Collections of fish and invertebrates settled in artificial seagrass landscapes

Data Type: Other Field Results
Version: 1
Version Date: 2019-12-23

» Collaborative Research: Habitat fragmentation effects on fish diversity at landscape scales: experimental tests of multiple mechanisms (Habitat Fragmentation)
Yeager, LaurenUniversity of Texas - Marine Science Institute (UTMSI)Principal Investigator
Fodrie, F. JoelUniversity of North Carolina at Chapel Hill (UNC-Chapel Hill-IMS)Co-Principal Investigator
Soenen, KarenWoods Hole Oceanographic Institution (WHOI BCO-DMO)BCO-DMO Data Manager

Collections of fish and invertebrates settles in artificial seagrass landscapes collected between June and August 2018


Spatial Extent: N:34.7067 E:-76.588016 S:34.70033333 W:-76.602848
Temporal Extent: 2018-06-07 - 2018-08-17

Dataset Description

Collections of fish and invertebrates settles in artificial seagrass landscapes collected between June and August 2018.

Methods & Sampling

We measured recruitment of fishes and crabs to artificial and natural seagrass beds in Back Sound, North Carolina from June to August 2018.  We sampled 26 artificial seagrass landscapes defined by 18m x 13m landscape extents (234 m2). Within each landscape, we varied habitat amount and fragmentation independently in a crossed design. We created a custom algorithm to generate random landscapes using the randomHabitat function in the secr package in R (Efford 2018, R Core Team 2018). Landscapes were generated along two orthogonal axes of habitat cover (10-60%) and fragmentation using a random modified clusters method (percolation probability = 0.10-0.59 which determines patch number; higher percolation coefficients correspond to less patchiness)(Saura and Martinez-Millan 2000). Landscapes were constrained to fall within 2% of the area input parameter, while holding patch number similar within fragmentation levels (1, 2-3, 4-5, 6-7, or 8-10 patches for each level). Using this approach, we constructed landscapes in which seagrass area and number of patches were uncorrelated (R = -0.02), allowing us to independently assess the effects of seagrass area and habitat configuration on fish communities across experimental study sites. Artificial seagrass units (ASUs) were used to create artificial seagrass landscapes.  ASUs were made by tying green plastic ribbon to polyethylene mesh cut into 1.2m x 0.86m rectangles, with ~450, 15 cm tall shoots (with 2 blades each) attached each unit. ASUs were deployed by affixing ASUs in designated configurations to bare sediment using metal lawn staples. These artificial landscapes were deployed between May 23 to May 31, 2018.  We compared the artificial seagrass landscapes to natural landscapes in the same area.  We sampled 18 haphazardly selected natural seagrass patches that were at least 100 m away from the artificial seagrass landscapes.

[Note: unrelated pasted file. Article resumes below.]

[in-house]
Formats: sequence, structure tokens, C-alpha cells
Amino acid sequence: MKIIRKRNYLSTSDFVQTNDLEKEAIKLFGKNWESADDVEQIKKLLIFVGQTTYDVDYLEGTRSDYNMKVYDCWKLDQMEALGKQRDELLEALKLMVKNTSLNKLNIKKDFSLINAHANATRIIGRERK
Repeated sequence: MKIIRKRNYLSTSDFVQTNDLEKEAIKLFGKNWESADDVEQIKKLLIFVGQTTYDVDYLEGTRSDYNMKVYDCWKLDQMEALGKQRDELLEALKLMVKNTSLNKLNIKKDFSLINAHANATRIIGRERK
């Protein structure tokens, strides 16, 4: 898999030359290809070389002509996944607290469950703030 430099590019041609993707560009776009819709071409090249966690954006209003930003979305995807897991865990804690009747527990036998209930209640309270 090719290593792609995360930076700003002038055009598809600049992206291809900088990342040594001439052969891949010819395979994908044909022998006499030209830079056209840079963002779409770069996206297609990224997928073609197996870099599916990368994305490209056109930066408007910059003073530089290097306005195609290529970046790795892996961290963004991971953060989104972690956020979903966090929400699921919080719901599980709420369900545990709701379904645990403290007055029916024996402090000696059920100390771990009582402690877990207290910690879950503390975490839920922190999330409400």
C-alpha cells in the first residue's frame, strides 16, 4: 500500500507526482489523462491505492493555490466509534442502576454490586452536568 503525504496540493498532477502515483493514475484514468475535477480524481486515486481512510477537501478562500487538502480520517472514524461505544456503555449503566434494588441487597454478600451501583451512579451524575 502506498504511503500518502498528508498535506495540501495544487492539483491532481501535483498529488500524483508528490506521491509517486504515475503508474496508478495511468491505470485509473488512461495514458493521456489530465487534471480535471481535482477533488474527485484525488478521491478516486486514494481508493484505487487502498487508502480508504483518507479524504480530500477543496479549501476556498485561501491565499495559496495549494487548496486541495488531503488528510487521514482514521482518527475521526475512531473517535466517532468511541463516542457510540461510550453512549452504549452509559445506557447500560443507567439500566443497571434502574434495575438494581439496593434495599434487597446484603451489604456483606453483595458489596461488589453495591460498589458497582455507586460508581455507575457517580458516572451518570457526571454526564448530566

We used Standardized Monitoring Units for Reef Fishes (SMURFs, Ammann 2004) to measure recruitment of fishes and invertebrates into each landscape.  SMURFs used in this study were 60 x 15 x 20 cm in size with an outer shell made from 5 cm x 7.6 cm polyethylene mesh.  Each SMURF was filled with crumpled 2.5 x 2.5 cm polyethylene mesh and plastic mesh produce bags ( For deployment, SMURFs were deployed attached to the bottom at one end, but floated vertically in the water column.  SMURFs were deployed for ~24hrs, including overnight, and collected before noon on the following day (pick-up times are included in the data).  Upon retrieval, the SMURF was enclosed in a custom made BINKE net (Anderson and Carr 1998) made out of 1.5 mm square nylon netting.  The SMURF was brought to the boat within the enclosed BINKE net and placed into a large plastic tub.  It was shaken vigorously while being rinsed with buckets of seawater and then the rinse water in the tub was visually inspected for organisms which we collected, placed in a resealable plastic bag, and quickly froze in an ice and seawater slurry. This process was repeated until three successive rinses yielded no new organisms.  The water in the tub was passed through a 1 mm mesh sieve to ensure no organisms remained in the tub. All organisms were returned to the lab for processing. Each landscape was sampled on 9 different dates between June and August, representing the major recruitment period for most fishes in this system.

Data Processing Description

Samples were processed in the lab to identify and measure all organisms collected.  Each sample was examined with the aid of a dissecting microscope and organisms were identified to the lowest reasonable taxonomic levels and the size each fish and crab was measured to the nearest mm.  The purpose of these collections was to sample fish recruitment, but the SMURFs also attracted other post-settlement organisms including many shrimps and some larger juvenile fishes and crabs.  We identified all organisms collected, including shrimp to higher level taxonomic groupings (family or infraorder), even if they were not recently recruited from the plankton. We then indicated whether organisms were likely larvae/new recruits vs. other post-settlement organisms (via the “Larvae.settler” column in the dataset).  We considered fish <20 mm SL as new recruits and larval crabs in Megalopa stage or newly metamorphosed (<3 mm carapace width) as larvae/settlers.

BCO-DMO processing notes:

  • Adjusted titles to comply with database set-up